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I have a simple if statement going from 0-360 in 30 degree increments. I want to store those values into into an array because I need to use them for simple calculations later. I think I need an dynamic array because what I tried below is not working.

So I guess I have two questions. One is how much I get my array to store the values of x1.

Also, when I get my array working and lets say I want to do a calculation with 30 (lets say array[1]) can I just do randomvariable = array[1] * 2.0?

#include<iostream>
#include <vector>
using namespace std;



int main()
{

double l1=25.0, l2=5.0, l3=20.0, l4=10.0 x1;
int array1[13];


for(x1=0.0; x1<361.0; x1+=30.0){
x1 = array1;
}



char x;
std::cin>>x;

return 0;
}

Regards,

-m

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Last Post by gerard4143
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the for statement can't use floating point types as the variant. You are allowed integers and enumeration types.

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Your going about this the wrong way, to initialize an array you must access each element..Like so

#include<iostream>
#include <vector>
using namespace std;

int main()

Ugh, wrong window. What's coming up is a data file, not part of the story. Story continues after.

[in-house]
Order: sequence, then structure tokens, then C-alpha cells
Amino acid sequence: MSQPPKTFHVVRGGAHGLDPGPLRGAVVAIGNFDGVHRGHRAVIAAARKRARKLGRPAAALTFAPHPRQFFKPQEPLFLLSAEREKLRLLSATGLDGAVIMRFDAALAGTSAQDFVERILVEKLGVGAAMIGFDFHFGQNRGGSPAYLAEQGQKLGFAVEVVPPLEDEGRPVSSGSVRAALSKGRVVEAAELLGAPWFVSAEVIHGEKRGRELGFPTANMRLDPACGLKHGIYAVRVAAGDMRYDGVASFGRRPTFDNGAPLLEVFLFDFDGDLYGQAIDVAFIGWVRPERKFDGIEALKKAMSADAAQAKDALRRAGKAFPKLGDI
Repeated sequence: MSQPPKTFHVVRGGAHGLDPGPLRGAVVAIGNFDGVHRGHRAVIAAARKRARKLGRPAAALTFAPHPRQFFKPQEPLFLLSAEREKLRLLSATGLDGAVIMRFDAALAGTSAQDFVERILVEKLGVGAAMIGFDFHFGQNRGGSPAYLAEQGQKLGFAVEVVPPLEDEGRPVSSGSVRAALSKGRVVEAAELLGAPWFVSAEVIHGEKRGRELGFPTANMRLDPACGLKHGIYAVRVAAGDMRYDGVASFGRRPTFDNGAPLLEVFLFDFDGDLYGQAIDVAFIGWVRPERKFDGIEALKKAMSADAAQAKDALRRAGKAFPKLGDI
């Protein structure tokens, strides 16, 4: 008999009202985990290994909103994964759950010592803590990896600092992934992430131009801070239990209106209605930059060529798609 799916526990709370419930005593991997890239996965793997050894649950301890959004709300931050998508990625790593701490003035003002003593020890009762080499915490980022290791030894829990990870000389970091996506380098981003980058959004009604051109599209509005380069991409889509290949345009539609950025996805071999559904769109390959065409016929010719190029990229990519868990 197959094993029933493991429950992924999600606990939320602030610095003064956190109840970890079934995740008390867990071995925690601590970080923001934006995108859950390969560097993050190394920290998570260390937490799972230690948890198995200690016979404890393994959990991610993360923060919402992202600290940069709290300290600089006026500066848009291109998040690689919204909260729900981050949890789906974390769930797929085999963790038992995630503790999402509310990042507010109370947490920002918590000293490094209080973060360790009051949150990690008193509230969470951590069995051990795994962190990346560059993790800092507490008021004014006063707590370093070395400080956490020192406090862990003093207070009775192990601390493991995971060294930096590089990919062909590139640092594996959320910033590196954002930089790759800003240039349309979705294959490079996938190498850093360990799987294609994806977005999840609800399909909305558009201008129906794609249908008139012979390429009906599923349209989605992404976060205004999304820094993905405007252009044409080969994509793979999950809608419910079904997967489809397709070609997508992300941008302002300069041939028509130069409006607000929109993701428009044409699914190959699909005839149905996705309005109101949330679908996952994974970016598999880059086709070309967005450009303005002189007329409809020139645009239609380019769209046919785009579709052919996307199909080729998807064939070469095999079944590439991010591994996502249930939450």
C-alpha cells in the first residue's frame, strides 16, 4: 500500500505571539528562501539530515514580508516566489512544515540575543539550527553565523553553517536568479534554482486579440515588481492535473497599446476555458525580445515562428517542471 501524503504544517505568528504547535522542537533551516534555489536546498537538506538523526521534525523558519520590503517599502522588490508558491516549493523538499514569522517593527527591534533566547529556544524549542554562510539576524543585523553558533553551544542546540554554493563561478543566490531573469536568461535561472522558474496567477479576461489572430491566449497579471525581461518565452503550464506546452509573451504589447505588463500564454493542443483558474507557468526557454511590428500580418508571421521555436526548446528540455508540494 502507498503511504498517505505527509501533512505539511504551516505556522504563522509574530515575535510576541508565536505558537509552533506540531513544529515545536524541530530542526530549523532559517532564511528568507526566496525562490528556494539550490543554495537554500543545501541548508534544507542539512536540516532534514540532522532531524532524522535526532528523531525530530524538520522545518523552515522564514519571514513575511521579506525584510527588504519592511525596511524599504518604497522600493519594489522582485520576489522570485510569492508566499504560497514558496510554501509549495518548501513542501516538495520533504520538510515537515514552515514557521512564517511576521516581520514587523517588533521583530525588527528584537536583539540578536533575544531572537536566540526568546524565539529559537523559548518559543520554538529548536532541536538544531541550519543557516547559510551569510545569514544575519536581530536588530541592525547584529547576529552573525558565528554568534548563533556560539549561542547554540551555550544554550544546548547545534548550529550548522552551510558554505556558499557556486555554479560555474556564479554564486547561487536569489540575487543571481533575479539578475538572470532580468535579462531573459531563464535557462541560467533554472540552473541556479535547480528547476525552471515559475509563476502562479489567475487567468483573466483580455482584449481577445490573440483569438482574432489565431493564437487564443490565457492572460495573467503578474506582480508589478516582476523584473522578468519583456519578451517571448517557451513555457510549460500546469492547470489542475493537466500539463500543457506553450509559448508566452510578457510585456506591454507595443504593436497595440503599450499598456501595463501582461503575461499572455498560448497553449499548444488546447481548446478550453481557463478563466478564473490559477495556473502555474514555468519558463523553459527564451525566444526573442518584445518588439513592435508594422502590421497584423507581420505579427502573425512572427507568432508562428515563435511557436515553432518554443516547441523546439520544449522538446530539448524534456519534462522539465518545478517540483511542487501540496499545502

{
	double l1=25.0, l2=5.0, l3=20.0, l4=10.0, x1;
	int array1[13];
	int i = 0;

	for(x1=0.0; x1<361.0; x1+=30.0)
	{
		array1[i++] = x1;
	}

	for(i = 0; i < 13; ++i)
	{
		std::cout << array1[i] << std::endl;
	}

	return 0;
}
1

the for statement can't use floating point types as the variant. You are allowed integers and enumeration types.

Are you sure about your statement?

0

Sorry, I take that back; must only apply to 'c'; Just tired it on VC++6 and it worked.

0

Okay I understand you're method. Just for future reference if I did know know how many elements I had (in this case I had 13).

Would I have to declare a pointer?

1

Sorry, I take that back; must only apply to 'c'; Just tired it on VC++6 and it worked.

Again, are you sure about your statement?

0

Okay I understand you're method. Just for future reference if I did know know how many elements I had (in this case I had 13).

Would I have to declare a pointer?

An array name is a pointer. You mean, can you dynamically allocate the memory? Yes but if the number of array elements remains constant its better to use a static array.

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